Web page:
Café Scientifique on the future of Idiopathic Pulmonary Fibrosis proves a hit with audience

Personalised medicine and artificial intelligence were just some of the talking points at an evening event with Professor Toby Maher, a respiratory consultant at the Trust who specialises in Interstitial Lung Diseases. 

The event, known as a Café Scientifique, is an opportunity for patients and the wider public to explore the latest information into a particular area of research and was held at Royal Brompton Hospital on Tuesday 20th November.

Idiopathic Pulmonary Fibrosis (IPF) was the topic of discussion, a disease caused by a build-up of scar tissue in the lungs called fibrosis. The fibrosis causes the lungs to become stiffer and lose elasticity, making them less able to inflate and take oxygen from the air.

Royal Brompton hosts one of the largest clinics in the country for the disease and is a hotbed for research. Professor Maher, who is a leading expert in the field and who leads on several clinical trials, began the evening by giving a brief history of the condition and how Royal Brompton Hospital became a leading centre for its treatment.

After a short overview from Professor Maher, where he touched on everything from suspected causes of the disease, current treatments as well as the future of research, the discussion was opened up to the audience.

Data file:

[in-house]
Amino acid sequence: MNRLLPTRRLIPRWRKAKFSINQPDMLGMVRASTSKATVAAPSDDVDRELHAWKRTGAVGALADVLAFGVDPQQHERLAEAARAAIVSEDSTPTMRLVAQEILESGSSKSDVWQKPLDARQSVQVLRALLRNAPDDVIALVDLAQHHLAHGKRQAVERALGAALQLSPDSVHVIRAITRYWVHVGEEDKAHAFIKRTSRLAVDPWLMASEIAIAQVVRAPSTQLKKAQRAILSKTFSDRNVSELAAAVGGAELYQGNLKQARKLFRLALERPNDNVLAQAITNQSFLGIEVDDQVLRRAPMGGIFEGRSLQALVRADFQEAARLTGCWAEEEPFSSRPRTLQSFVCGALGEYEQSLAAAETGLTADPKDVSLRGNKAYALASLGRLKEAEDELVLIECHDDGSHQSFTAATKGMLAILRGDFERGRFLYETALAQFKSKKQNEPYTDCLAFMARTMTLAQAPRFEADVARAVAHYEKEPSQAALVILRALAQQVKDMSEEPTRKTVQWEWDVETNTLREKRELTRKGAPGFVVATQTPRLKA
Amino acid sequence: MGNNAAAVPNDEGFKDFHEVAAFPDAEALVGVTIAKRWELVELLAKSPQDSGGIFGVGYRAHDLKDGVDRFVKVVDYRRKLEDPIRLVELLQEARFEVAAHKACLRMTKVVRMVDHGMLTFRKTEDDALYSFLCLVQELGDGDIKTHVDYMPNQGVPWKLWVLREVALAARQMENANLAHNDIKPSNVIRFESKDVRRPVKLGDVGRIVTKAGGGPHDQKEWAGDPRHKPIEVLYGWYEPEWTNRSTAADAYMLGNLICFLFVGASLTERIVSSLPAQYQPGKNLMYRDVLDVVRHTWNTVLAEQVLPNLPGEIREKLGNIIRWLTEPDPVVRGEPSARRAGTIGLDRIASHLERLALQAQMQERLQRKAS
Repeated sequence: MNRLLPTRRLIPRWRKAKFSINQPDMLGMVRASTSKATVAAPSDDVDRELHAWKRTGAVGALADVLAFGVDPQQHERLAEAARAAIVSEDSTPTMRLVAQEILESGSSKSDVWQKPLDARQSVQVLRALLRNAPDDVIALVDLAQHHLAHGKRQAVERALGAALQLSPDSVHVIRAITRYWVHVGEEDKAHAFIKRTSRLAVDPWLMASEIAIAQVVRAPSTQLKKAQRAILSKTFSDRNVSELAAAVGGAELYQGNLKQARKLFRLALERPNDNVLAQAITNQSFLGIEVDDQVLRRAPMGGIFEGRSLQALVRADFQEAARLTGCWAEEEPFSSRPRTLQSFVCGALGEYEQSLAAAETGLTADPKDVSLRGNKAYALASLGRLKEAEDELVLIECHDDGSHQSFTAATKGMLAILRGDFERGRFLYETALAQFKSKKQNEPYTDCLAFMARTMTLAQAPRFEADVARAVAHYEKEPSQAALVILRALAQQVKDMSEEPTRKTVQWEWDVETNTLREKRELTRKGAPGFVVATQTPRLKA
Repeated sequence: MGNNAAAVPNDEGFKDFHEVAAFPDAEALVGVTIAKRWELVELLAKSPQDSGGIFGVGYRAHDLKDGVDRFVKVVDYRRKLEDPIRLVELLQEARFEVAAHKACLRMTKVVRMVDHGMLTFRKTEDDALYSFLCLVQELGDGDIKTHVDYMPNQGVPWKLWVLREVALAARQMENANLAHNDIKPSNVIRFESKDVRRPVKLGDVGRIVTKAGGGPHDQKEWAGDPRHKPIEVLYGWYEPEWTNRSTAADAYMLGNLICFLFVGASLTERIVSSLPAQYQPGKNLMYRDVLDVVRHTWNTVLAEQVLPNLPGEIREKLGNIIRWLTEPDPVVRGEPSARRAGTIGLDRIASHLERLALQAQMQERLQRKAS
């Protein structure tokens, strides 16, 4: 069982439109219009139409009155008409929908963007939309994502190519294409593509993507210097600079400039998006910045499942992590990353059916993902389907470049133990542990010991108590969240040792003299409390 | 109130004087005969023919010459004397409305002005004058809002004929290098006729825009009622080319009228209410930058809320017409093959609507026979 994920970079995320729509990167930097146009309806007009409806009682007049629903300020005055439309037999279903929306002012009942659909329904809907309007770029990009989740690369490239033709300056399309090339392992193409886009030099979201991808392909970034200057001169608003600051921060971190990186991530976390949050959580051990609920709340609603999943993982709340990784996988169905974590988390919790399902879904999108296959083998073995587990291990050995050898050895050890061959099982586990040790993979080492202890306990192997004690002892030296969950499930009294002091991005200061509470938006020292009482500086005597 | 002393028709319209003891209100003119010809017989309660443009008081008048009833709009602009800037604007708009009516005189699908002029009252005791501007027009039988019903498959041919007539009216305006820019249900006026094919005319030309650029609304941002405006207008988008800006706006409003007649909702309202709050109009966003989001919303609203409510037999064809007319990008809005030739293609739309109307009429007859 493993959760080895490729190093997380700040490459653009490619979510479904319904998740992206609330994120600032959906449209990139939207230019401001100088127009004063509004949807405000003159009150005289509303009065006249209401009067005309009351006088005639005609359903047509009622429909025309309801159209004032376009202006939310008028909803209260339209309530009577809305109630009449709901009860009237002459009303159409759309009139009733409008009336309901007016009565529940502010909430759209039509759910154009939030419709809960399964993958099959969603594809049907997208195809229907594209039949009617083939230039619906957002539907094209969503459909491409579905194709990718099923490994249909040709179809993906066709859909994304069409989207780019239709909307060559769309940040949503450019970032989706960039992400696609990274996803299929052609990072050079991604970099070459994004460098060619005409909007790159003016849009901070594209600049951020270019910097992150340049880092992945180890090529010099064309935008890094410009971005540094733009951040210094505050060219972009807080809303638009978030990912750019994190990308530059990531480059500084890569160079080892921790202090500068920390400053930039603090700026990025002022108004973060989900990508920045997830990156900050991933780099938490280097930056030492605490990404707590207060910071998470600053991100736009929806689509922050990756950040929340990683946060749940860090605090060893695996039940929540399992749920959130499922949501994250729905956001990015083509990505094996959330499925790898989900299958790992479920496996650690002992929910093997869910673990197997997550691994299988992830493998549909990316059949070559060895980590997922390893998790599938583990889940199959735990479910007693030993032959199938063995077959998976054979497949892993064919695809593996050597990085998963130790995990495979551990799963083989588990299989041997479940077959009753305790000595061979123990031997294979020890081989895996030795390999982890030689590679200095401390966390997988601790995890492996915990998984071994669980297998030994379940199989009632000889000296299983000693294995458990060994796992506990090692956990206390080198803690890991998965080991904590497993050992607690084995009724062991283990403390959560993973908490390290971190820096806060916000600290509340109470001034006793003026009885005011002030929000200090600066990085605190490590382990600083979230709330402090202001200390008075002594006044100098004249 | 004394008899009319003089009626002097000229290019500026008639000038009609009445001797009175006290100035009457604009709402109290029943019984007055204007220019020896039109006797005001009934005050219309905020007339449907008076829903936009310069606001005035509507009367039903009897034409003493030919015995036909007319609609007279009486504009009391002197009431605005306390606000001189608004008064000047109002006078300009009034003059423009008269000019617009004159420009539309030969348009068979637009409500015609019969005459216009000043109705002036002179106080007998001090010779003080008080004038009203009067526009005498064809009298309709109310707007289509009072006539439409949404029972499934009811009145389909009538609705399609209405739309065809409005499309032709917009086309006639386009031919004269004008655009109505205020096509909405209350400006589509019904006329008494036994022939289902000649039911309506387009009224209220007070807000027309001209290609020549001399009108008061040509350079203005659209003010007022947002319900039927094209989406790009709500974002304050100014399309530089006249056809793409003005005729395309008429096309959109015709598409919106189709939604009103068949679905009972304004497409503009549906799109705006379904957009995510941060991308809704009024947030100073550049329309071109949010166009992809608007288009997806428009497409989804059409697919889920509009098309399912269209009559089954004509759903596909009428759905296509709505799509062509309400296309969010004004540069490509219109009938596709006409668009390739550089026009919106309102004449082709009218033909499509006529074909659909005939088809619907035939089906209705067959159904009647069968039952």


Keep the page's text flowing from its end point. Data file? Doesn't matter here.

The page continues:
Questions included why research into the disease is so underfunded to how clinical trials for new drugs might affect those already on new drugs.

Feedback from attendees was very positive with individuals commenting that they enjoyed being able to ask questions in a relaxed setting outside of a busy clinic environment.

Professor Maher has always made a strong case for patient engagement having hosted several patient engagement days for patients who have taken part in his clinical trials.

“The evening was a great opportunity to share the research we do in the hospital with the people for whom it matters most; patients and their carers. I really enjoyed the lively discussion and look forward to repeating the experience again in the future.” Professor Maher said.

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